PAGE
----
No, he’s saying that the world is the word of God, and that we must interpret it (that’s science) as best we can. The same would apply to the bible, if you think that’s the word of God. If there’s conflict, then it’s the interpretation that must give way, not the word itself. You must then consider whether science’s interpretation of the book of nature or your interpretation of the book of Genesis is at fault. I would suggest that there’s a lot more data in the book of nature to go on, and there’s no good way to interpret it other than the way we do. Even if Jeanson’s case were defensible considered in isolation, there’s the great mass of data on the age of the earth, of the human species, of life, and the nonexistence of a worldwide flood 5000 years ago, etc., etc., that Jeanson and you have to completely ignore. But you can’t just ignore all that stuff, and it all shows Jeanson to be wrong before we even get to his specific claims.
Those with Biblical theology will not be comfortable with the “redefinition” of the Word of God in these posts (considering the two standard meanings of that phrase) but it not at all difficult to understand the excellent points @Mercer and @John_Harshman are making here.
I would word these ideas a little differently (and in more traditional theological terms) even while basically agreeing with what I believe Mercer and Harshman are saying—and perhaps doing so will help @thoughtful to understand:
The Bible describes both Special Revelation (e.g., what God has revealed in the text of the Bible) and General Revelation (aka “natural revelation.”) Both are described as true. Despite the impression one might get from some “creation science” writings and some ID writings which at times pretend that man’s interpretations of the Bible are infallible while man’s interpretations of the natural world are doomed to fallibility, there is no theological or Biblical basis for denigrating what God has revealed in his creation or considering it unreliable. Christians should trust that which is clearly evident in God’s created universe, including the evidence which describes its history and which explains how natural processes unfold. We can trust what we observe to reflect the reality God provided for our understanding of the natural world.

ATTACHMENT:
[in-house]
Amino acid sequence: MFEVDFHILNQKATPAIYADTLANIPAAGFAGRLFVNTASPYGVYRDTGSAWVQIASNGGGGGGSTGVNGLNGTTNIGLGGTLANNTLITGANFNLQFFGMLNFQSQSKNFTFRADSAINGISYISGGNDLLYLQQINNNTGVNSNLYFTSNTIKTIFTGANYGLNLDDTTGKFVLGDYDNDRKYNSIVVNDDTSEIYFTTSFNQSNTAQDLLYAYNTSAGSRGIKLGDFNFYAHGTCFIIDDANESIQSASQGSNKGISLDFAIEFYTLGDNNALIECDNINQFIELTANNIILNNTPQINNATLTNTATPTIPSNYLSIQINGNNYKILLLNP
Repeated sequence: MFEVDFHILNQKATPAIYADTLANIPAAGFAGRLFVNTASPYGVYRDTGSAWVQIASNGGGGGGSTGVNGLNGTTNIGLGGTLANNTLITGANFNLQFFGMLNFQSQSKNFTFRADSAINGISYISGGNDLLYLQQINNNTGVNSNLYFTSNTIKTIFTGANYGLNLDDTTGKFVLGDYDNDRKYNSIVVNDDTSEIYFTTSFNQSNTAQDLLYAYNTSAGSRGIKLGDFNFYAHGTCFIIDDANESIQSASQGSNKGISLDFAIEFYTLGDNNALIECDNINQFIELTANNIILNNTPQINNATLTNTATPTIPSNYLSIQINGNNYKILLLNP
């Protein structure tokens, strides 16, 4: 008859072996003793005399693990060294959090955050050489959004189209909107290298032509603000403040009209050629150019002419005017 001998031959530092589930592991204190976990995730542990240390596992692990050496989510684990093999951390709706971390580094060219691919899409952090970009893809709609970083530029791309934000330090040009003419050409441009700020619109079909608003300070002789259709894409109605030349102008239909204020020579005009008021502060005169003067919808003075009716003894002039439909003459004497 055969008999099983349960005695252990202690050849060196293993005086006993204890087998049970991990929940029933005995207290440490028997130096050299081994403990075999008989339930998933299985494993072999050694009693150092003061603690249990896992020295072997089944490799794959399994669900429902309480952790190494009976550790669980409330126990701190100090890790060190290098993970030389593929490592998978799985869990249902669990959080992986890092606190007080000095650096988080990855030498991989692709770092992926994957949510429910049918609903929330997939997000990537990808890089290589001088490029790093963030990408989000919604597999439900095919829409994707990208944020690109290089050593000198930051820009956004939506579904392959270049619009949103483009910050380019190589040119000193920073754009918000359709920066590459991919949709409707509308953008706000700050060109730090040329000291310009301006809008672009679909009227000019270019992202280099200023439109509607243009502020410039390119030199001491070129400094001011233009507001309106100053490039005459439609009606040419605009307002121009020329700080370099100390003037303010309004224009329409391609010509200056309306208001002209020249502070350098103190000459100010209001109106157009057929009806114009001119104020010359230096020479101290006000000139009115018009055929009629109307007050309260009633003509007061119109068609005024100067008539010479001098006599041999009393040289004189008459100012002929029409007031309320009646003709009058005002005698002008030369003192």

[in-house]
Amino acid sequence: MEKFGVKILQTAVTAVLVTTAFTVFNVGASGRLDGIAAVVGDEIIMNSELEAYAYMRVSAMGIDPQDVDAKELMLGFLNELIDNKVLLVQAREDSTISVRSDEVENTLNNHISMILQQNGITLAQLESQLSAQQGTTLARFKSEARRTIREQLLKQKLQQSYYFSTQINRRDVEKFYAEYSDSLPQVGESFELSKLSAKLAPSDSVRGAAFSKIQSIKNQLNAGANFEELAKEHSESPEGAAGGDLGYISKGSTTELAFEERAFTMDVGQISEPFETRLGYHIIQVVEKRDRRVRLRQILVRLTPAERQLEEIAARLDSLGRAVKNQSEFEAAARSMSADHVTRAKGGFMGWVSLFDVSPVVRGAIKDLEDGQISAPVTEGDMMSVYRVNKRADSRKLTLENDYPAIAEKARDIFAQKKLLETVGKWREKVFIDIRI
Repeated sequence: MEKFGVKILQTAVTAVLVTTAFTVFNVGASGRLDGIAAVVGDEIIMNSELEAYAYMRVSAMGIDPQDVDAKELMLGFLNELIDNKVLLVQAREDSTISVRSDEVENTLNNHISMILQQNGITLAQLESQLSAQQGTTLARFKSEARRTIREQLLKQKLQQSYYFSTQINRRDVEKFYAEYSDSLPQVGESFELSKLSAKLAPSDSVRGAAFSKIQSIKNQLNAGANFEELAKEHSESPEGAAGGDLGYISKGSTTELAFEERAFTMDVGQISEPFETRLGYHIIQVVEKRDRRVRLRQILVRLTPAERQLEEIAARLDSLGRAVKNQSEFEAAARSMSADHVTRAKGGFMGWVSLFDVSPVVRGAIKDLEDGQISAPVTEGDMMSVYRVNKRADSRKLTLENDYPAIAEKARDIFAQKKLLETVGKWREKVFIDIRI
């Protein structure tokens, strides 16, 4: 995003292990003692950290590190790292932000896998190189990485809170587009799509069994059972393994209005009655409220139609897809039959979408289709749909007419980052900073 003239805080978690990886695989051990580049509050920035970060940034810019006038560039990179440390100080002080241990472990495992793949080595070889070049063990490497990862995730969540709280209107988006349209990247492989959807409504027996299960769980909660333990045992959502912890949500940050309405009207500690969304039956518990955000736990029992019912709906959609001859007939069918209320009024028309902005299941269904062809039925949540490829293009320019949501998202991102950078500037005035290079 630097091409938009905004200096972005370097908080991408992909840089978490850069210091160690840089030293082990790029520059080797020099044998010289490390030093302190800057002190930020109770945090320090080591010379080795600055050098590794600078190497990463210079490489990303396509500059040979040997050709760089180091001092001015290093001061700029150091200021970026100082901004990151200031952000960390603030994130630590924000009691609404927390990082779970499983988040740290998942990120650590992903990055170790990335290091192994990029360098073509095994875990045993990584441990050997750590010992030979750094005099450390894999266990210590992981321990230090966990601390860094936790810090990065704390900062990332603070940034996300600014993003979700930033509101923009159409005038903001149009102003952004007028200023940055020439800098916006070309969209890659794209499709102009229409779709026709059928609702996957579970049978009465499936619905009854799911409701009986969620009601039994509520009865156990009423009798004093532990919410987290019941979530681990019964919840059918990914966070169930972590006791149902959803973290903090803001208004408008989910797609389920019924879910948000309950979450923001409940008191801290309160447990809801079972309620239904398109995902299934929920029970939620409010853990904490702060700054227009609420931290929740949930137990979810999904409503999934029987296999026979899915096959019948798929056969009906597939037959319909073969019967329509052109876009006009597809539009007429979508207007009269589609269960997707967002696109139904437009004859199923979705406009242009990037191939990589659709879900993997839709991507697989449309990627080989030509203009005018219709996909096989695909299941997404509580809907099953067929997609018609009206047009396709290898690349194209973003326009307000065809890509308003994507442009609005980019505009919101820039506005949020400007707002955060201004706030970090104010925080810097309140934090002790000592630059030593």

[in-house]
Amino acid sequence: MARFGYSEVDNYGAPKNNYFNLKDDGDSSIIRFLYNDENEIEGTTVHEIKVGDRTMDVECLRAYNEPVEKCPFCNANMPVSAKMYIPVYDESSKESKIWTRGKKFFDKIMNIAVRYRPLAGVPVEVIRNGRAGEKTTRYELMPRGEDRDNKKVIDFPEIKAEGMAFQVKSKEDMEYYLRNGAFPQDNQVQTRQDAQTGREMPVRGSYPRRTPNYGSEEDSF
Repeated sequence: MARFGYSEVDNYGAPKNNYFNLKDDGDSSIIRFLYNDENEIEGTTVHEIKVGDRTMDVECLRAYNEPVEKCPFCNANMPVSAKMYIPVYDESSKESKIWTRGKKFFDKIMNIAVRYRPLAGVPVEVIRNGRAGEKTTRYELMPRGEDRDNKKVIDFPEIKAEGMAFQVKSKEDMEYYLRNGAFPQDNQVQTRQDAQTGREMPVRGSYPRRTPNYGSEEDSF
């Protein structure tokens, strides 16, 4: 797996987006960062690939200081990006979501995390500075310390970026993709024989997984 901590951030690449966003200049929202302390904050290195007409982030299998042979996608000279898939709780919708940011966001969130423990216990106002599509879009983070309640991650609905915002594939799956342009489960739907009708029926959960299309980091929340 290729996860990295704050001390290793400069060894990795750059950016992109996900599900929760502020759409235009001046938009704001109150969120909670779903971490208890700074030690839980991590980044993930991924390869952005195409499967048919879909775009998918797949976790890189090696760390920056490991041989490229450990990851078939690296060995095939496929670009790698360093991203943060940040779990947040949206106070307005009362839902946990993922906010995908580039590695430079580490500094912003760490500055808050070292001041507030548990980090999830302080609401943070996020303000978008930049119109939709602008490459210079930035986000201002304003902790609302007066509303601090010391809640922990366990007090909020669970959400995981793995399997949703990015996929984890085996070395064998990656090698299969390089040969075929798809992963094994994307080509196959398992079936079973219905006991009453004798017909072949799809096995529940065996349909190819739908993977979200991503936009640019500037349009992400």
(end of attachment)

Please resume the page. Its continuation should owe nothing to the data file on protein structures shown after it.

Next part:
I don’t always agree with the late R.C. Sproul but he provided a useful summary which well describes what many other evangelical theologians have long affirmed:
I believe firmly that all of truth is God’s truth, and I believe that God has not only given revelation in sacred Scripture, but also, the sacred Scripture itself tells us that God reveals Himself in nature—which we call natural revelation. And, I once asked a seminary class of mine that was a conservative group, I said, “How many of you believe that God’s revelation in Scripture is infallible?” And they all raised their hand. And I said, “And how many of you believe that God’s revelation in nature is infallible, and nobody raised their hand. It’s the same God who’s giving the revelation.
It is certainly true that the terms Special Revelation and General Revelation have traditionally been applied to truths about God. Yet many today recognize that—because “All truth is God’s truth”—Christians who are care about what the Bible says about creation should also care about what God’s creation tells us about itself. God has not created a world filled with deceptive evidence. It can be trusted to reflect reality.